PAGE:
Family caregivers’ perceptions of hospital-based allied health services post-stroke: Use of the Measure of Processes of Care to investigate processes of care

Authors


  • Annette Lovat BAppSc (OT) Hons; Occupational Therapist. Rachel Mayes PhD, BAppSc (OT) Hons; FHS Postdoctoral Research Fellow. David McConnell PhD, BAppSc (OT) Hons; Associate Professor. Lindy Clemson PhD, MAppSc (OT), BAppSc (OT); Associate Professor.

Rachel Mayes, Australian Family & Disability Studies Research Collaboration, Faculty of Health Sciences, University of Sydney, P.O. Box 170, Lidcombe, NSW 1825, Australia. Email: r.mayes@usyd.edu.au

Abstract

Aim: To investigate family caregiver perceptions of allied health professional processes of care and support in hospital following stroke, and to test an adapted version of the Measure of Processes of Care (MPOC) for its suitability of use in the stroke care setting.

Methods: The first stage involved the adaptation and refinement of the MPOC, designed to measure caregiver perceptions of processes of professional care and support across five care dimensions. The second stage involved mailing out of questionnaires to primary caregivers of stroke survivors. A total of 107 completed questionnaires were included in the analysis. The reliability of the adapted questionnaire was assessed and summary statistics were computed.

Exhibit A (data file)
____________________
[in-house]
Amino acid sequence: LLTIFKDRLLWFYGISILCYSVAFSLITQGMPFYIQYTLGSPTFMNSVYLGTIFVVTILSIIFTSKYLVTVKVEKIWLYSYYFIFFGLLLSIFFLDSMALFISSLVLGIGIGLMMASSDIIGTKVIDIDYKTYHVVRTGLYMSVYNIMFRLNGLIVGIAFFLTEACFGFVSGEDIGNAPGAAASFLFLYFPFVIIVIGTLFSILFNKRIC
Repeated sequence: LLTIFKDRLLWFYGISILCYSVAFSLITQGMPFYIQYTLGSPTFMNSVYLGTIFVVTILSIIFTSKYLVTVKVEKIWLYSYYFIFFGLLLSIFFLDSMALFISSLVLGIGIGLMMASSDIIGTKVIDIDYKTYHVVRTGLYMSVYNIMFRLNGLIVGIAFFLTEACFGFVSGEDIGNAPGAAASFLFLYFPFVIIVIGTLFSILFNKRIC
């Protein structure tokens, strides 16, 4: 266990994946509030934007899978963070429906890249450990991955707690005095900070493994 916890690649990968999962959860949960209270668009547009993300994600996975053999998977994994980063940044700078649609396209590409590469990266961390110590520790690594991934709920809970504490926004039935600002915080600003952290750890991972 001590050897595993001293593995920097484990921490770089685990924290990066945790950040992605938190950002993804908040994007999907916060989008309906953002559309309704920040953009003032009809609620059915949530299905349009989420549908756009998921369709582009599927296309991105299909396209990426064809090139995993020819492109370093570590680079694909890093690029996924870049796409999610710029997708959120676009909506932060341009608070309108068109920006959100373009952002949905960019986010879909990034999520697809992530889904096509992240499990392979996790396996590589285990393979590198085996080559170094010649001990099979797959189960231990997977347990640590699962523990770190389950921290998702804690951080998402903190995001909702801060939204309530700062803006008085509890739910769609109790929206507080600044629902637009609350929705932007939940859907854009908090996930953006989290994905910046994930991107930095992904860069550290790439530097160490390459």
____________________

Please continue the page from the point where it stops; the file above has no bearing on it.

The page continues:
Results: The reliability of the adapted MPOC was found to be high, with good internal consistency of items within each subscale. Mean scores indicated that caregivers were most likely to report negative perceptions of the way allied health professionals engaged with and supported them, particularly in the area of information provision.

Conclusion: The number of families being affected by stroke is predicted to rise substantially in the near future. Allied health professionals have a significant role to play in supporting family caregivers. Results highlight caregiver-identified areas of weakness in current clinical practice.

Ancillary